Weaning is a very special and exciting time in your child’s life! It should be treated as such. Your baby is growing up and will start experiencing all that the culinary world has to offer. There are so many foods to try! But first, we will look at when to start weaning, how to start weaning, and some different methods and tips.
What is weaning?
Weaning is a term that is used to refer to when your child transitions from only drinking breast milk to receiving nutrients from other sources, aka food. It’s usually used to talk about moving from breastfeeding, but can also be used to talk about moving away from formula too.
Weaning can be difficult for both mother and child, especially if breastfeeding holds a special place in your daily routine. You are not breaking this intimate bond with your baby, but instead you are nourishing and nurturing in a different way. If used as a comforting tool, it’ll also be time to find other ways to comfort your child, or start teaching how to self-comfort.
When should you start weaning?
It’s really a personal choice, but consider these things:
The American Academy of Pediatrics recommends that women breastfeed for at least a year, and longer if you and your baby both want to.</li>
A child is physically ready to wean (has a developed/developing digestion system) from the age of 4-6 months.
The difference between 4-6 months and over a year old is a big one. This goes to show that you can do what’s comfortable and best for you and your child. There’s no right or wrong time to start weaning, no matter what your friends and families opinions are.
Depending on your child’s personal development, they might show some interest in starting to wean on their own. These signs are realized by increased interest in solids and different foods.
How can you start weaning?
There are two main ways to wean: mother-led weaning and baby-led weaning. Both are good ways to wean and depend on your parenting style and personal situation.
Baby-led weaning is a great natural way to start. As mentioned earlier, your child might start showing less interest in breastfeeding after solid foods have been introduced, which would be somewhere between four and six months.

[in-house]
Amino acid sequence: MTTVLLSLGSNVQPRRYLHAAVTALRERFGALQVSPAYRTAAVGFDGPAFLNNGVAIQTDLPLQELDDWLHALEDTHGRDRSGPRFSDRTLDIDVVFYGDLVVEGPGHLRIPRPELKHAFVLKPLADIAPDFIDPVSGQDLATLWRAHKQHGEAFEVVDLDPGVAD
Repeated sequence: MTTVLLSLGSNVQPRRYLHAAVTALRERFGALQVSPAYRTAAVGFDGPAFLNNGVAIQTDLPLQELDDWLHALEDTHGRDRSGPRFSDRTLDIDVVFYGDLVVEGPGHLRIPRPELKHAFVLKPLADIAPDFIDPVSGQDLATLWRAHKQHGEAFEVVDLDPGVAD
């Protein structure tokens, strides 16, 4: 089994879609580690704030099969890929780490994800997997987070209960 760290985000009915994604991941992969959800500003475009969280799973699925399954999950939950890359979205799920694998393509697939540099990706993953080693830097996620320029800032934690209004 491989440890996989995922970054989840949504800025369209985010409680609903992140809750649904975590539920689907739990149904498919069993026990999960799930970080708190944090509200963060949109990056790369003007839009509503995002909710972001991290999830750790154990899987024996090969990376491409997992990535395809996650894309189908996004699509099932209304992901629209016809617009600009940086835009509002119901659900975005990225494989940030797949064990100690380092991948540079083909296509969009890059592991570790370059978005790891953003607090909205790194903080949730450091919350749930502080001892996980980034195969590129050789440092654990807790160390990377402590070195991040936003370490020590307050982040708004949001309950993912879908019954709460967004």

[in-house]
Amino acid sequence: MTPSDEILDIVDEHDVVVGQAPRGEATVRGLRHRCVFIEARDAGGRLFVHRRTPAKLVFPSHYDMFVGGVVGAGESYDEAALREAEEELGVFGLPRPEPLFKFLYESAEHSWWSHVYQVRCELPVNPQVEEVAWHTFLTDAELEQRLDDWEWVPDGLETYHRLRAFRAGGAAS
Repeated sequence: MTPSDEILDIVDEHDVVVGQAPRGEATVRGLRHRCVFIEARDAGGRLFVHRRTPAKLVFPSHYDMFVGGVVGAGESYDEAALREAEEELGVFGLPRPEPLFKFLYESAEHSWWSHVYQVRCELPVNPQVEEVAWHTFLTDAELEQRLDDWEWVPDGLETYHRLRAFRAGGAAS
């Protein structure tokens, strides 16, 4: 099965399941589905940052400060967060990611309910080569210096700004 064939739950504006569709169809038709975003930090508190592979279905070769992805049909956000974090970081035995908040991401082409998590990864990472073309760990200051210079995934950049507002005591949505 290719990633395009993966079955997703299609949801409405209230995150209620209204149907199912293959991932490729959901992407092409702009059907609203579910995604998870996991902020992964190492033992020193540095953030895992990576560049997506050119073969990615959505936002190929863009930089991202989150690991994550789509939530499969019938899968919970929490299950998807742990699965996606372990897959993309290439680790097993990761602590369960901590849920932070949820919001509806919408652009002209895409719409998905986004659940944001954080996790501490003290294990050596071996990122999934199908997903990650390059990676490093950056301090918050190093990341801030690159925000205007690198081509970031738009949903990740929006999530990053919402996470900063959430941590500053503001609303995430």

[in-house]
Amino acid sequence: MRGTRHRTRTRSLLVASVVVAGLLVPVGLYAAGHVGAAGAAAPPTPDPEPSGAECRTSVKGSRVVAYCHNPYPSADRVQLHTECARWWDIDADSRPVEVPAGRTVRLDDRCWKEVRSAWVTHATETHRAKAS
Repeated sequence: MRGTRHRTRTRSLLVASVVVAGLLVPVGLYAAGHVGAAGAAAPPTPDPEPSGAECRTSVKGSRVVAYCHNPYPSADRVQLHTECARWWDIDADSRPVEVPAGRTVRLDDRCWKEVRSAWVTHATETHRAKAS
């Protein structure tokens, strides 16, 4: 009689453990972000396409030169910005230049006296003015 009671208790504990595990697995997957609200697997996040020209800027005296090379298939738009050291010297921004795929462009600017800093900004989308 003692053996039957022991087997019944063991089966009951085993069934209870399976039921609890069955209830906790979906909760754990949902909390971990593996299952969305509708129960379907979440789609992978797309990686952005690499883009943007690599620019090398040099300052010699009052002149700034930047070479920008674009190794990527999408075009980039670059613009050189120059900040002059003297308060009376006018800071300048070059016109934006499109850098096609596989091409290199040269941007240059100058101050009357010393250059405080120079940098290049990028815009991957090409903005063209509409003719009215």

When this starts happening, or even if it doesn’t, really start experiencing new foods and textures with your child. The idea here is that the baby learns to self-feed, and starts eating with the rest of the family. They can feed themselves even though it’ll be messy! You can provide encouragement and a fun factor.
Introducing new foods should be done at a time when the baby isn’t distracted or tired. It should be in an unhurried environment. The child chooses what they want to try on the plate and can learn to use a spoon themselves.
By 12 months, your child will probably be ready to start weaning on their own if you have been exposing them to different foods and they can drink from a cup.
Mother-led weaning is what it sounds like. You have made the choice to stop breastfeeding. This may be because you need to go back to work, or just as a personal choice. It may be time for you to stop. If you are ready, but your child isn’t quite ready yet, that’s okay. You can still start gradually.
Stopping cold turkey is probably not the best route to take when it comes to weaning. It will be difficult and stressful for your baby and in turn, you.
Tips for how to start
Try skipping a feeding.
You can start out by skipping a feeding. Instead, offer a bottle of formula or pumped breast milk. You could also try skipping it altogether if the situation will easily warrant it.
Shorten the time of the feeding.
By the time you start weaning, you will already know approximately how long your breastfeeding sessions are. Shorten them gradually. This probably won’t go over well in the beginning since your baby is used to dictating when they are done. To solve this, offer a snack appropriate for your child’s age.
Postpone and divert attention.
Once you have skipped a few feedings and have gotten on a schedule of only a couple of feedings a day, you can start limiting those even further. It’s easier if your child is at an age where you can explain things to them, like having to wait until bedtime, or when everyone else eats. Distract with a different and exciting activity.
What if you really struggle?
You don’t ever want to deprive your child of food, so use common sense when weaning. It may be hard, but there is a time when it may feel like the right thing to start doing.
However, if you feel like you have tried everything and nothing is truly working then you can always try again in a month’s time. Weaning your child off the breast will happen sooner or later, so try not to worry so much about it. It’s all a part of growing up.